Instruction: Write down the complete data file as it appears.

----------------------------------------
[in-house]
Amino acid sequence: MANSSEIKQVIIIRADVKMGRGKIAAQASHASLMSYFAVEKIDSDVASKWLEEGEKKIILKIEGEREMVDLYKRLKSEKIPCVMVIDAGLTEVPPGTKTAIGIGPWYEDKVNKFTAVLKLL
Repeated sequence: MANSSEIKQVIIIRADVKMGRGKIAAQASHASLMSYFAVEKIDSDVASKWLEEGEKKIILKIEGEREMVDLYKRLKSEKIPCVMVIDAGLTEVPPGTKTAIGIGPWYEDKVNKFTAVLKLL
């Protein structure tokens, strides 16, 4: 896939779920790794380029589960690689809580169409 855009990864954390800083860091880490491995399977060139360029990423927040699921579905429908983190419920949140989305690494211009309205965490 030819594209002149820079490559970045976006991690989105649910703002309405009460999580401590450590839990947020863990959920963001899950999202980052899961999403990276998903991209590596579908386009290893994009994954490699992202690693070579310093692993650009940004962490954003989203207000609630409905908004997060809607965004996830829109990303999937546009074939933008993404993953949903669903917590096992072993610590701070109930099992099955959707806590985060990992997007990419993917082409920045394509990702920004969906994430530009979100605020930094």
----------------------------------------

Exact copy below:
[in-house]
Amino acid sequence: MANSSEIKQVIIIRADVKMGRGKIAAQASHASLMSYFAVEKIDSDVASKWLEEGEKKIILKIEGEREMVDLYKRLKSEKIPCVMVIDAGLTEVPPGTKTAIGIGPWYEDKVNKFTAVLKLL
Repeated sequence: MANSSEIKQVIIIRADVKMGRGKIAAQASHASLMSYFAVEKIDSDVASKWLEEGEKKIILKIEGEREMVDLYKRLKSEKIPCVMVIDAGLTEVPPGTKTAIGIGPWYEDKVNKFTAVLKLL
């Protein structure tokens, strides 16, 4: 896939779920790794380029589960690689809580169409 855009990864954390800083860091880490491995399977060139360029990423927040699921579905429908983190419920949140989305690494211009309205965490 030819594209002149820079490559970045976006991690989105649910703002309405009460999580401590450590839990947020863990959920963001899950999202980052899961999403990276998903991209590596579908386009290893994009994954490699992202690693070579310093692993650009940004962490954003989203207000609630409905908004997060809607965004996830829109990303999937546009074939933008993404993953949903669903917590096992072993610590701070109930099992099955959707806590985060990992997007990419993917082409920045394509990702920004969906994430530009979100605020930094």